Under the provisions of the New York Constitution of 1938 and the U.S. Supreme Court decision to follow the One man, one vote rule, re-apportioned in 1971, and amended in 1974, by the Legislature, 60 Senators and 150 assemblymen were elected in single-seat districts for two-year terms. Senate and Assembly districts consisted of approximately the same number of inhabitants, the area being apportioned contiguously without restrictions regarding county boundaries.
At this time there were two major political parties: the Republican Party and the Democratic Party. The Liberal Party, the Conservative Party, the Right to Life Party, the Libertarian Party, the Communist Party, the Workers World Party and the Socialist Workers Party also nominated tickets.
The New York state election, 1980, was held on November 4. The only statewide elective office up for election was a U.S. Senator from New York. Republican Al D'Amato was elected with Conservative and Right to Life endorsement. The approximate party strength at this election, as expressed by the vote for U.S. Senator, was: Republicans 2,272,000; Democrats 2,619,000; Liberals 665,000; Conservatives 275,000; Right to Life 152,000; Libertarians 21,500; Communists 4,000; Workers World 3,500; and Socialist Workers 3,000.
Twelve of the thirteen women members of the previous legislature—State Senators Carol Berman (Dem.), of Lawrence; Mary B. Goodhue (Rep.), a lawyer of Mount Kisco; Olga A. Méndez (Dem.), of East Harlem, and Linda Winikow (Dem.), of Spring Valley; and Assemblywomen Elizabeth Connelly (Dem.), of Staten Island; Pinny Cooke (Rep.), of Rochester; Joan B. Hague (Rep.), of Glens Falls; Rhoda S. Jacobs (Dem.), of Brooklyn; and Gerdi E. Lipschutz (Dem.), of Queens; May W. Newburger (Dem.), of Great Neck; Toni Rettaliata (Rep.), of Huntington; and Florence M. Sullivan (Rep.), a lawyer of Brooklyn—were re-elected. Geraldine L. Daniels (Dem.), of the Bronx; Gloria Davis (Dem.), of the Bronx; Eileen C. Dugan (Dem.), of Brooklyn; Gail S. Shaffer (Dem.), of North Blenheim; Carol A. Siwek (Rep.), of Buffalo; and Helene Weinstein (Dem.), a lawyer of Brooklyn; were also elected to the Assembly.
The New York state election, 1981, was held on November 3. No statewide elective offices were up for election. One vacancy each in the State Senate and the Assembly were filled.
On April 20, 1982, Aurelia Greene (Dem.), of the Bronx, was elected to fill a vacancy in the Assembly. Thus the 184th Legislature finished having 19 women members, surpassing the previous record of 13 in the 183rd New York State Legislature (1979–1980).
The Legislature met for the first regular session (the 204th) at the State Capitol in Albany on January 7, 1981; and recessed indefinitely on July 10.
Stanley Fink (Dem.) was re-elected Speaker.
Warren M. Anderson (Rep.) was re-elected Temporary President of the State Senate.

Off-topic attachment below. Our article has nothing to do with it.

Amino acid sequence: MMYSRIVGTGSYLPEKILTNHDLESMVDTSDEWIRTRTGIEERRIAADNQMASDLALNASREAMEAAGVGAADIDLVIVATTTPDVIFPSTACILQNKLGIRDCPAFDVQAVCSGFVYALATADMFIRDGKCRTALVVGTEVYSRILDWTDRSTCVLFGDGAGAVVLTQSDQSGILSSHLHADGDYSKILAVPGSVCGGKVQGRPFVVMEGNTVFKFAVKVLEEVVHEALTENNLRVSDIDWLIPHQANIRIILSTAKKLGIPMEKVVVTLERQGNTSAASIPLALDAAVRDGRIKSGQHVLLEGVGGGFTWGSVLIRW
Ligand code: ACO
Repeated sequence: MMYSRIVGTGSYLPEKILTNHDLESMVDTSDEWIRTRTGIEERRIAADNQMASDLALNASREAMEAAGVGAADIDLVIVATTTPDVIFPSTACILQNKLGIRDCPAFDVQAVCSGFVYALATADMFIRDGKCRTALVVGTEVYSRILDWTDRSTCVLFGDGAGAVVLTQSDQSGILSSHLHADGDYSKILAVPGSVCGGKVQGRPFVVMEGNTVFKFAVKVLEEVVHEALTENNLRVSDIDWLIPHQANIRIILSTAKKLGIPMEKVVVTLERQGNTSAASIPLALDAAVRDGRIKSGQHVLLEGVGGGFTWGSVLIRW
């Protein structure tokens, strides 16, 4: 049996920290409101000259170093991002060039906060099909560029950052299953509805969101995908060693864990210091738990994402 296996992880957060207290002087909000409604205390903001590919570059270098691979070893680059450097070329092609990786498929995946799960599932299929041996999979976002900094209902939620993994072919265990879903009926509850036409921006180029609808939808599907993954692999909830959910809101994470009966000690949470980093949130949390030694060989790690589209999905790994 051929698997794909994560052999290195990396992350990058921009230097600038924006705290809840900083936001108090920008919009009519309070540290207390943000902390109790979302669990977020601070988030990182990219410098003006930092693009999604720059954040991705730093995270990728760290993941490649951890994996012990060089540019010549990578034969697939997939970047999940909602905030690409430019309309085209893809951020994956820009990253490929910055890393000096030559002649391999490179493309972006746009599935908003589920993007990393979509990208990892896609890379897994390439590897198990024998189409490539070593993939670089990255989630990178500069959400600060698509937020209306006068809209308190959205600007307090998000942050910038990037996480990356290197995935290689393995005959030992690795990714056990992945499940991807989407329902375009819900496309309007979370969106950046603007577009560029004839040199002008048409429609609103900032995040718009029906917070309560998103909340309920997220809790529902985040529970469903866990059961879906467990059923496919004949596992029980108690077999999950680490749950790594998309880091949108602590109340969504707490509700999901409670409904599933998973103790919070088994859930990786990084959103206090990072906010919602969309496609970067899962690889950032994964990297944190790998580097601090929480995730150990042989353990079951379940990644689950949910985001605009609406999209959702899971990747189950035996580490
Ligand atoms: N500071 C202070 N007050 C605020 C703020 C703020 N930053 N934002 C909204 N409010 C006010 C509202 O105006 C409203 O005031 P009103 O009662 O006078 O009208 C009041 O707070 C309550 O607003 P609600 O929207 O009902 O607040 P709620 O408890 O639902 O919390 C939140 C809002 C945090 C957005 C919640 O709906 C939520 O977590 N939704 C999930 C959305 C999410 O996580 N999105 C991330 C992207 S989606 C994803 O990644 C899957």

The Legislature met again on September 16, 1981, to enact amendments to the election laws, concerning the primary elections in New York City.
The Legislature met again from October 26 to 30, 1981, to consider welfare and tax matters.
The Legislature met again on December 3, 1981, to override Governor Carey's veto of a new property tax bill.
The Legislature met for the second regular session (the 205th) at the State Capitol in Albany on January 6, 1982; and recessed indefinitely on July 3.
On March 26, 1982, a special panel of federal judges, consisting of Lawrence W. Pierce, Robert J. Ward and Vincent L. Broderick, ordered the Legislature to re-apportion the legislative districts by April 16.
On April 19, the federal judges noted that the Legislature had not agreed upon a re-apportionment, and announced that they would appoint somebody to elaborate a proposal.
On May 8, Senate Republicans and Assembly Democrats announced that they had agreed upon a new apportionment. The number of seats in the State Senate was increased from 60 to 61. The new district lines were gerrymandered by the Republican Senate majority to increase Republican strength, and by the Democratic Assembly majority to increase Democratic strength.
On June 23, the feral judges ordered Special Master Robert P. Patterson Jr. to revise the new apportionment proposed by the Legislature.
On July 3, the revised re-apportionment was approved by the U.S. Department of Justice.
The Legislature met for a special session from December 13 to 22, 1982, to consider again measures to balance the budget and to keep the mass transit fare in New York City down.
The asterisk (*) denotes members of the previous Legislature who continued in office as members of this Legislature. L. Paul Kehoe changed from the Assembly to the Senate.
Note: For brevity, the chairmanships omit the words "...the Committee on (the)..."Secretary: Roger C. Thompson (1981)
Stephen F. Sloan (1982)
The asterisk (*) denotes members of the previous Legislature who continued in office as members of this Legislature.
Note: For brevity, the chairmanships omit the words "...the Committee on (the)..."Clerk: Catherine A. Carey